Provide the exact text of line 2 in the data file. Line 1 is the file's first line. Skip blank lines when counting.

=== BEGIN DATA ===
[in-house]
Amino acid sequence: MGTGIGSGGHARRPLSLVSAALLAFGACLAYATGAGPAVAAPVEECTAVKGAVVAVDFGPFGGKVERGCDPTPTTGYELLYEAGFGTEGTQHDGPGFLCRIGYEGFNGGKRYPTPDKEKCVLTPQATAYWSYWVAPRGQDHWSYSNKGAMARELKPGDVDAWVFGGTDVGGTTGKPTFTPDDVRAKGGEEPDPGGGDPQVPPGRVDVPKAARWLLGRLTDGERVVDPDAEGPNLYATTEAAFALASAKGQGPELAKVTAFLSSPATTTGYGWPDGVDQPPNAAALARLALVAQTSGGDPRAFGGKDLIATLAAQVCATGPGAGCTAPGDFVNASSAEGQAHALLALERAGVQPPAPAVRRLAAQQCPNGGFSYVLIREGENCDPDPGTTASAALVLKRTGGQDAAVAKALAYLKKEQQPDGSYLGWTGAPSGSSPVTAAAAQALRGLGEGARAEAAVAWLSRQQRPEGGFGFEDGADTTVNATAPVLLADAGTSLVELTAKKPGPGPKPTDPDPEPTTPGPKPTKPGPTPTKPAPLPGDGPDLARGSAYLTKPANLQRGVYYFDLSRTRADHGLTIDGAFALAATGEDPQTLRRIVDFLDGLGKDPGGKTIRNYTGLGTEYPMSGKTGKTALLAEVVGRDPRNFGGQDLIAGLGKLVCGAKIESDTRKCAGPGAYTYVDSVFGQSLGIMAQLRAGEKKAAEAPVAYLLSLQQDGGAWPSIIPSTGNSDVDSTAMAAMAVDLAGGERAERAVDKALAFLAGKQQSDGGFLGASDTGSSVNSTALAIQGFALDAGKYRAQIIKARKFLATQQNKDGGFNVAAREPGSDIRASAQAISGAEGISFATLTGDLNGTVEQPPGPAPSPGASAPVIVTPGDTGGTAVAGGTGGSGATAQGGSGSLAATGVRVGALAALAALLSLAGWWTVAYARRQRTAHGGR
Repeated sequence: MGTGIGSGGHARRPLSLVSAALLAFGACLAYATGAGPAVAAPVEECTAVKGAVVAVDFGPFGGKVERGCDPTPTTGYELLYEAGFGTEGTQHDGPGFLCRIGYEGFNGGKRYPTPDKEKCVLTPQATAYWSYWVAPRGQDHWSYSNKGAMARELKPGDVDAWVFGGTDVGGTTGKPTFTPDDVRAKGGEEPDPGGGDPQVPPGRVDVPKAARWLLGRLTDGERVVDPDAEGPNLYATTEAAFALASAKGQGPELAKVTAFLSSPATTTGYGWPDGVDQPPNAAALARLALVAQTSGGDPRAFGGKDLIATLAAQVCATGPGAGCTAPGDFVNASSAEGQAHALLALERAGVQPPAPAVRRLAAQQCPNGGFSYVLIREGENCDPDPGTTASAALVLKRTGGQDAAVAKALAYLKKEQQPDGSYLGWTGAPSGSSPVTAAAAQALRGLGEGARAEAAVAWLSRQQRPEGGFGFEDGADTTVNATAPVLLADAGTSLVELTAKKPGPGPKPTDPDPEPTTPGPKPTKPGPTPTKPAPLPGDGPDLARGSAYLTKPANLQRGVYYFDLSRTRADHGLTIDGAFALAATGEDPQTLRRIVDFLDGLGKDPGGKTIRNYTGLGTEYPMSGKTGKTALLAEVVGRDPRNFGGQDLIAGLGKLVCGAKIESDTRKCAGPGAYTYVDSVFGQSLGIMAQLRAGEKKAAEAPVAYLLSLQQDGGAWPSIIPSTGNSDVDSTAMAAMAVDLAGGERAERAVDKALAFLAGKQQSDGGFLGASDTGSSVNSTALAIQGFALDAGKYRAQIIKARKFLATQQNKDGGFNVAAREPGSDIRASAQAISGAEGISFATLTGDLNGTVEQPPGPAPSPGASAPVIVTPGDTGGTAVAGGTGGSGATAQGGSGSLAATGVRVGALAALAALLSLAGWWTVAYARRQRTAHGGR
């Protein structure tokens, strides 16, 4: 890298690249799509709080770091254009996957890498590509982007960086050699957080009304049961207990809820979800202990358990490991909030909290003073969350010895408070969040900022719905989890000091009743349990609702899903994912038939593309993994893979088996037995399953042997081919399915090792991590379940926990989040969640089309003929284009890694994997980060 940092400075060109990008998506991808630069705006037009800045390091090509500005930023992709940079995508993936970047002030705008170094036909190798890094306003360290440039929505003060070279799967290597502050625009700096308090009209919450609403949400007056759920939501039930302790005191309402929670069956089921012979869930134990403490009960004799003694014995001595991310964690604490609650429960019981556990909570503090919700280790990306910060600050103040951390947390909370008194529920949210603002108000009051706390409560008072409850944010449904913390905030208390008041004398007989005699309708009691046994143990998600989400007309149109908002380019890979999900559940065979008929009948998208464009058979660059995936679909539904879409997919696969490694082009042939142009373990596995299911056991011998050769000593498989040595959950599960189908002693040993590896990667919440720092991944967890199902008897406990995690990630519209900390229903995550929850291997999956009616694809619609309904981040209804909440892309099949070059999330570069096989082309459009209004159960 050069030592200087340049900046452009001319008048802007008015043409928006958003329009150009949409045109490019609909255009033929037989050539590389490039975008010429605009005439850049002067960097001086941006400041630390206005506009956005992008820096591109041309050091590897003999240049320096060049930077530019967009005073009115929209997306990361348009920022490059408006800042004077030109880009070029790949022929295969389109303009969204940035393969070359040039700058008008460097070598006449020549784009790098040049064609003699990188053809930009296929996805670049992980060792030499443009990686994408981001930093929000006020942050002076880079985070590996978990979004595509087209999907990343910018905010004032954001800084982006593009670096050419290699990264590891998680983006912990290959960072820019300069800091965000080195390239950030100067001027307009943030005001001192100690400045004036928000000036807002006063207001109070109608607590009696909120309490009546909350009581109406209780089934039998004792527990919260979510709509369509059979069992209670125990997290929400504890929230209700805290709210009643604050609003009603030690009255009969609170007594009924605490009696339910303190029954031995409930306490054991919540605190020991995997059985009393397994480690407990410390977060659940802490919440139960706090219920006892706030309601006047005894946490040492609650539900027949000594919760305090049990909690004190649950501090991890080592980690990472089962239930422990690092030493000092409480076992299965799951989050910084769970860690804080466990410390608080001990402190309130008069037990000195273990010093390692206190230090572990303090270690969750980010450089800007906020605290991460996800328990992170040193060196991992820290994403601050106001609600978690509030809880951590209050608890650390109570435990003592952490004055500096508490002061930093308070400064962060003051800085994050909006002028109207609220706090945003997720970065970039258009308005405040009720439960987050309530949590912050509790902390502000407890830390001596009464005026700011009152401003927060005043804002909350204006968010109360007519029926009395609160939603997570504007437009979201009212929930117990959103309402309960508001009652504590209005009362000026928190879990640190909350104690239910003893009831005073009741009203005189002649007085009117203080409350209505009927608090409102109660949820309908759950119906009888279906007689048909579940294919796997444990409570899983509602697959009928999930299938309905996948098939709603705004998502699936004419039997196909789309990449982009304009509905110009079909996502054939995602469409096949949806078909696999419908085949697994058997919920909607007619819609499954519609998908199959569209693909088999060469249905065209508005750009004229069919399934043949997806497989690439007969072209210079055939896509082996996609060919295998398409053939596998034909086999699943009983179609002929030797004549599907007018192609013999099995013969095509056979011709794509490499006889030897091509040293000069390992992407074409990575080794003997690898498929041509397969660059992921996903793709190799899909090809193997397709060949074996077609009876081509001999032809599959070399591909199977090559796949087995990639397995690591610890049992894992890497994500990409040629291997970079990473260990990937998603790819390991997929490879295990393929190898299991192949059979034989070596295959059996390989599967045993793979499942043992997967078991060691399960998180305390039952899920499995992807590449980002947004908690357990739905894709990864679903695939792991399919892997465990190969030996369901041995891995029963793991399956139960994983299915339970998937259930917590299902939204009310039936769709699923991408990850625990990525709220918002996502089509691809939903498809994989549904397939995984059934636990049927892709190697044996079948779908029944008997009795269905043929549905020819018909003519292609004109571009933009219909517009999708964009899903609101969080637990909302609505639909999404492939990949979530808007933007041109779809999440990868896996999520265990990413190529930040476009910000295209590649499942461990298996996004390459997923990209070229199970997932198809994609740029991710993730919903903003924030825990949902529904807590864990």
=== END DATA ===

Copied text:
Amino acid sequence: MGTGIGSGGHARRPLSLVSAALLAFGACLAYATGAGPAVAAPVEECTAVKGAVVAVDFGPFGGKVERGCDPTPTTGYELLYEAGFGTEGTQHDGPGFLCRIGYEGFNGGKRYPTPDKEKCVLTPQATAYWSYWVAPRGQDHWSYSNKGAMARELKPGDVDAWVFGGTDVGGTTGKPTFTPDDVRAKGGEEPDPGGGDPQVPPGRVDVPKAARWLLGRLTDGERVVDPDAEGPNLYATTEAAFALASAKGQGPELAKVTAFLSSPATTTGYGWPDGVDQPPNAAALARLALVAQTSGGDPRAFGGKDLIATLAAQVCATGPGAGCTAPGDFVNASSAEGQAHALLALERAGVQPPAPAVRRLAAQQCPNGGFSYVLIREGENCDPDPGTTASAALVLKRTGGQDAAVAKALAYLKKEQQPDGSYLGWTGAPSGSSPVTAAAAQALRGLGEGARAEAAVAWLSRQQRPEGGFGFEDGADTTVNATAPVLLADAGTSLVELTAKKPGPGPKPTDPDPEPTTPGPKPTKPGPTPTKPAPLPGDGPDLARGSAYLTKPANLQRGVYYFDLSRTRADHGLTIDGAFALAATGEDPQTLRRIVDFLDGLGKDPGGKTIRNYTGLGTEYPMSGKTGKTALLAEVVGRDPRNFGGQDLIAGLGKLVCGAKIESDTRKCAGPGAYTYVDSVFGQSLGIMAQLRAGEKKAAEAPVAYLLSLQQDGGAWPSIIPSTGNSDVDSTAMAAMAVDLAGGERAERAVDKALAFLAGKQQSDGGFLGASDTGSSVNSTALAIQGFALDAGKYRAQIIKARKFLATQQNKDGGFNVAAREPGSDIRASAQAISGAEGISFATLTGDLNGTVEQPPGPAPSPGASAPVIVTPGDTGGTAVAGGTGGSGATAQGGSGSLAATGVRVGALAALAALLSLAGWWTVAYARRQRTAHGGR